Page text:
In ufology, the Fortean aspect foundered on Roswell. Those who framed ufos as a mystery to be uncovered hitched their wagon to conspiracy theory in the 1980s, and by highlighting a falsifiable case in Roswell, led to their undoing. This is accompanied by the generational attrition of the first generation of ufologists. This left the contactees/abductees who have always been part of the UFO, and arguably created the UFO via theosophy and Shaver, and the CTers. They joined forces ca. 2000 with exopolitics, a brand of politically-infused contacteeism that like the guy in Sharon’s post, derides Fortean ufologists by saying “we have the answers, now we need to act.” Their ideology is all over the map, but probably the best summation of it is vaguely gnostic, that the powers that control the world (sometimes called a “breakaway civilization” that has all of these technologies and are using them to create a separate ecological and economic sphere from the rest of humans to survive the coming catastrophe) are keeping knowledge and power of the extraterrestrials from the rest of us, and the exopolitics people will expose this truth. There are a number of people who fall into this group, but Steven Greer’s flashing of lights in the sky to contact UFOs sounds exactly like the OP. The other major branch of “ufology” today is the negative reflection, a belief in demonic aliens (this drives much of the ancient aliens movement, btw) and ancient conspiracies in cahoots with them to enslave the world for dark forces.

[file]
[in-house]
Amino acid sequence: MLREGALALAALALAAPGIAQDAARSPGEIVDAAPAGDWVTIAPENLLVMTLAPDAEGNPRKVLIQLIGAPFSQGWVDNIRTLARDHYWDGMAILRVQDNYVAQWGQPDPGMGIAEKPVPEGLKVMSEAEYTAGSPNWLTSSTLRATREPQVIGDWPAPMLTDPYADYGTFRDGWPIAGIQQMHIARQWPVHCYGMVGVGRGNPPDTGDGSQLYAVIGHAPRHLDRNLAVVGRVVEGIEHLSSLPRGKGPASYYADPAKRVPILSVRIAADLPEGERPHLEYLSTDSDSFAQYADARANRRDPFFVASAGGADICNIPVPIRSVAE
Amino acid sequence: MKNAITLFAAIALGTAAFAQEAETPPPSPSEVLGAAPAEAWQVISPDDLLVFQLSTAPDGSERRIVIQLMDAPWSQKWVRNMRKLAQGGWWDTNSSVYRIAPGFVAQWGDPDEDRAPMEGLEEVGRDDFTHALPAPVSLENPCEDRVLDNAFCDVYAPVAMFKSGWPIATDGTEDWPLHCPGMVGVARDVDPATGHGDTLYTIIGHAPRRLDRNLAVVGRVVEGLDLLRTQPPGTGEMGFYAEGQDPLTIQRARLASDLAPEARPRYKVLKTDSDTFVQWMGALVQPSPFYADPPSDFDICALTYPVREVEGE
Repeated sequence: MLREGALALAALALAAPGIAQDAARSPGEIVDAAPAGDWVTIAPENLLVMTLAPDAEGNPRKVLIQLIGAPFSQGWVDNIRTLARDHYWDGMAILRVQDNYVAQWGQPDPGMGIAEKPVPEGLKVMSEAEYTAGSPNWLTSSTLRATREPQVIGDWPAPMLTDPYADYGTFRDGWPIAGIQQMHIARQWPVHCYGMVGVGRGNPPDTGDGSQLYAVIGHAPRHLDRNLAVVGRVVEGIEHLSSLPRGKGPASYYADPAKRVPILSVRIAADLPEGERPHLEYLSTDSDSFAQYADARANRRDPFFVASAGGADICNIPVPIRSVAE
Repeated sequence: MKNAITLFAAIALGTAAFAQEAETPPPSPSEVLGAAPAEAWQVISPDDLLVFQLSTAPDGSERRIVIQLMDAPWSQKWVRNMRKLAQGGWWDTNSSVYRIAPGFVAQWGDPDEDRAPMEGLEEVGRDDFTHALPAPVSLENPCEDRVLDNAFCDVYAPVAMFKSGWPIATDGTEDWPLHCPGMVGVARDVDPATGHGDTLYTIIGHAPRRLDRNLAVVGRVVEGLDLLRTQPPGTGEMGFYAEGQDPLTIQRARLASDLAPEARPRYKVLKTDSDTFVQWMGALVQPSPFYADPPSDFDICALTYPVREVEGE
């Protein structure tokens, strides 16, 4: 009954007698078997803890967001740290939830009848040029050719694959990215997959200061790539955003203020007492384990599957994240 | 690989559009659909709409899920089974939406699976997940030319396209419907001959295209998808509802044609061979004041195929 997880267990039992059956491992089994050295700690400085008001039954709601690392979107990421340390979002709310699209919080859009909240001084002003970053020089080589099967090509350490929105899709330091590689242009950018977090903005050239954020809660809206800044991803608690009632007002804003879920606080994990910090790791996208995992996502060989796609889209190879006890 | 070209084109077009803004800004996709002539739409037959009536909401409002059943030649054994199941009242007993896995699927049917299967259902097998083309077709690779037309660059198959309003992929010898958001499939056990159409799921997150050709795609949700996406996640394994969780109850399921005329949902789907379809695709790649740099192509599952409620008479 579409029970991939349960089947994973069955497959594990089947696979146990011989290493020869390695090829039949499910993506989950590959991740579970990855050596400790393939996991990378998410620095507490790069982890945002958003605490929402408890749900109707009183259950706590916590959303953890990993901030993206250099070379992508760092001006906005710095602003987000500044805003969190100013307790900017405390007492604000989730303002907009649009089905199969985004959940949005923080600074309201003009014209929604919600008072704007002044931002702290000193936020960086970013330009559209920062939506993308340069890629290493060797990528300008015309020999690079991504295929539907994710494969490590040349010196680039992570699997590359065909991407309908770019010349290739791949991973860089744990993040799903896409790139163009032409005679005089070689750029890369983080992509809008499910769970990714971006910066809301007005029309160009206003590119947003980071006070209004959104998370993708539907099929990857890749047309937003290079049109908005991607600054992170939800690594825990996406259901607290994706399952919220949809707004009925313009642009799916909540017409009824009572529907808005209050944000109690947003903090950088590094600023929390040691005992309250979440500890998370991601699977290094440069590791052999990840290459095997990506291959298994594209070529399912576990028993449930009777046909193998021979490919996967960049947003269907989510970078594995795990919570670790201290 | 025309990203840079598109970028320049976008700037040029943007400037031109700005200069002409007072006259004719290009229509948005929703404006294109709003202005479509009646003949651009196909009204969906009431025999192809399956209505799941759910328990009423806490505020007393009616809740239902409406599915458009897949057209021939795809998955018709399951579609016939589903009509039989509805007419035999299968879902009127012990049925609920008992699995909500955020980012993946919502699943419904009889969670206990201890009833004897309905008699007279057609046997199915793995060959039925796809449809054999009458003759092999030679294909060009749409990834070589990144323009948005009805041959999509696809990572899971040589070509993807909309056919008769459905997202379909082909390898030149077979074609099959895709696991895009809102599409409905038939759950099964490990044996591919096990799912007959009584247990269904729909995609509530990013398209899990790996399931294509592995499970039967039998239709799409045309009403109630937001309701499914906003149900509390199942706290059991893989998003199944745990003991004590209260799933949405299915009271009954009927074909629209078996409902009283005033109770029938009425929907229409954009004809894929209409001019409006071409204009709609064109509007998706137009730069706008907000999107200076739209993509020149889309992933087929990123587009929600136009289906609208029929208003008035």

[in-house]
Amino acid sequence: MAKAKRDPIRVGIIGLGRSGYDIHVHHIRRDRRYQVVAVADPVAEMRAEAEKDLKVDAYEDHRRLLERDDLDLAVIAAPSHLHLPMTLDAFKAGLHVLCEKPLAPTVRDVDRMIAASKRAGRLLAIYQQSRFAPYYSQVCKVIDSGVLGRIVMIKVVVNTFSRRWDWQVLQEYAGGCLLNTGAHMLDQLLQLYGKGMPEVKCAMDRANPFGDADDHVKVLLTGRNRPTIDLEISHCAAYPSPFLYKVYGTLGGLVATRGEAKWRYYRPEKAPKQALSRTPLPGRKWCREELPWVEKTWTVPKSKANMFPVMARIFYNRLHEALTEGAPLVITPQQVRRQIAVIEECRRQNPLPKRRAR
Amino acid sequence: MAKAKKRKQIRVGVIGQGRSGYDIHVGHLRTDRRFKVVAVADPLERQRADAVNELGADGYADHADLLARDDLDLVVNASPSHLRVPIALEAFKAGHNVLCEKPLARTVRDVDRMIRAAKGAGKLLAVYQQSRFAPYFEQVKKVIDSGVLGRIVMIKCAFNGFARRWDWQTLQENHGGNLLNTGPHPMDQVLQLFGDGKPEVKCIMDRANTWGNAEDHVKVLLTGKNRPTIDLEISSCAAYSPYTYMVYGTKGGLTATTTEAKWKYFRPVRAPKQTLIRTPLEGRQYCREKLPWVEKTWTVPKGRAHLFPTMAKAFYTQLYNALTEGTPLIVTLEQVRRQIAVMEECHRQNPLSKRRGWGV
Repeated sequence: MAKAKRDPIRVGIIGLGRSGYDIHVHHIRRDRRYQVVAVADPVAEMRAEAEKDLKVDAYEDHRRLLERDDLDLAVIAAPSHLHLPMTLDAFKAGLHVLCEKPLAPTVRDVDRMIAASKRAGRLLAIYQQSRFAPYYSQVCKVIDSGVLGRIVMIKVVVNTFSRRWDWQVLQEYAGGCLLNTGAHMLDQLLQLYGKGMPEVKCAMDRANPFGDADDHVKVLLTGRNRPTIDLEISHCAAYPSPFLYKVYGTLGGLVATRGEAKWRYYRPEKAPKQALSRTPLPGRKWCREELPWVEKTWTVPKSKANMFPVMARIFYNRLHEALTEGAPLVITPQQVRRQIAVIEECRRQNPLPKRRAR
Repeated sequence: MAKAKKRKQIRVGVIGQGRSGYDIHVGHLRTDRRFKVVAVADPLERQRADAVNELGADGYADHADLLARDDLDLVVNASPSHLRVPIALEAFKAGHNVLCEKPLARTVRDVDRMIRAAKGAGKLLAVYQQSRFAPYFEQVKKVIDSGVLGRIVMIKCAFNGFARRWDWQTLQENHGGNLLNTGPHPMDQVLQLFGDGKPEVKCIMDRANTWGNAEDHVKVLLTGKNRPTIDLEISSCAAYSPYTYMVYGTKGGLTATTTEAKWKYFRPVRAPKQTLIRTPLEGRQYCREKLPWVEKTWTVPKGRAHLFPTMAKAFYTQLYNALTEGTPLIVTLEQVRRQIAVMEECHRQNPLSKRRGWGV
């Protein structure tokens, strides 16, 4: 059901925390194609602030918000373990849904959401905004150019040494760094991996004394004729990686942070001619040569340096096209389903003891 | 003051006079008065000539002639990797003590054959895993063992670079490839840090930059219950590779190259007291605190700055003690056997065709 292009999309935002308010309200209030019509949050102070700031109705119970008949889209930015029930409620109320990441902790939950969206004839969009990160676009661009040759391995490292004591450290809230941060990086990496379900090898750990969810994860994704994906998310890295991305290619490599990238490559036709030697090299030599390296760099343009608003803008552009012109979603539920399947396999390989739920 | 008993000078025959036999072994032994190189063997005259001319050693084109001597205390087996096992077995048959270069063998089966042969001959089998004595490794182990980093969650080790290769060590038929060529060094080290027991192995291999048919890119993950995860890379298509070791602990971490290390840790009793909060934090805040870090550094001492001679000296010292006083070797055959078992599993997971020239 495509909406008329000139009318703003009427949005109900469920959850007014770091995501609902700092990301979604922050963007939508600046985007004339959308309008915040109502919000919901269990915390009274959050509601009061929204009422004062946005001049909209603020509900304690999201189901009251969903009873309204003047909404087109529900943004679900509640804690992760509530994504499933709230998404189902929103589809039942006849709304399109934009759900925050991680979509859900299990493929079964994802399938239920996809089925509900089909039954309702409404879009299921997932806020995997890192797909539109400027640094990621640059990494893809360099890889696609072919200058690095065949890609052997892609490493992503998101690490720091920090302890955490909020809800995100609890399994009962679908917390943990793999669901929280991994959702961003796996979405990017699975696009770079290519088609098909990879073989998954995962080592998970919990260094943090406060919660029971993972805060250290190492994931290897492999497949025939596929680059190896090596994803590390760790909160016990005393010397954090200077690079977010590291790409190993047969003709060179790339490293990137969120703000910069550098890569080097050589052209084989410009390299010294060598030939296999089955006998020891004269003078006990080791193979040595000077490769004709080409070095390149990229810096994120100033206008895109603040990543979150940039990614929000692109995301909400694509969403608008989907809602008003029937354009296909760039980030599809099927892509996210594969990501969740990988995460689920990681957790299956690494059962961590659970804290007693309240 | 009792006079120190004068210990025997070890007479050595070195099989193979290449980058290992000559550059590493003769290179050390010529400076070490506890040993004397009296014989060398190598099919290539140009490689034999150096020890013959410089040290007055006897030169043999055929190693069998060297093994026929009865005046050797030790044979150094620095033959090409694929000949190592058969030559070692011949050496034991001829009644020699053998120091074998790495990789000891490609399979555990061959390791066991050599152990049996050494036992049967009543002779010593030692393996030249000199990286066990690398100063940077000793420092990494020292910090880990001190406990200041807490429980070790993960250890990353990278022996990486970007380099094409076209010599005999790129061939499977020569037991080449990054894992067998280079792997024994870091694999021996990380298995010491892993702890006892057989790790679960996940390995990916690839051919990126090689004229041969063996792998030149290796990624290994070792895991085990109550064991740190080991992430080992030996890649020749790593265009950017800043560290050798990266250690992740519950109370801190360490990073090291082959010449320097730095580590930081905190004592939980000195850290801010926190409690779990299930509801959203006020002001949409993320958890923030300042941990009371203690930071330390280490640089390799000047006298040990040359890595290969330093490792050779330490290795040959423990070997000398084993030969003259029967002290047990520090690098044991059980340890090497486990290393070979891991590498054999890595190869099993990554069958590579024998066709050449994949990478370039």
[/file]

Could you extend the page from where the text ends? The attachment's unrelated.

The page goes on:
Bigfootery hasn’t lost its Fortean aspect the way UFOs have yet (I’d say they’re close to having their Roswell moment with DNA, though, and they’re also starting to hit that aging out period). But contacteeism and other mystical approaches that have always been in the background (go google up the Ape Canyon story, a classic that is typically edited in Bigfoot books) are coming out of the woodwork (stick structures?) now. And it is joining a ufologically but especially evangelical “fringe” religion informed conspiracy worldview with all this business of giant bones, angel DNA, deformed crania, etc..

    As I’ve been predicting for a few years now, the Fortean “fields” like cryptozoology, ufology, parapsychology, alternative archaeology, are going to largely drop their scientific symbols for more explicitly magical ones of spirituality, conspiracy theory, and synchronicity (basically chaos magick). Things are going to be somewhat like they were before WWII, before the rise of the pseudoscientific fields as distinct genres apart from cranks trying to be within science itself.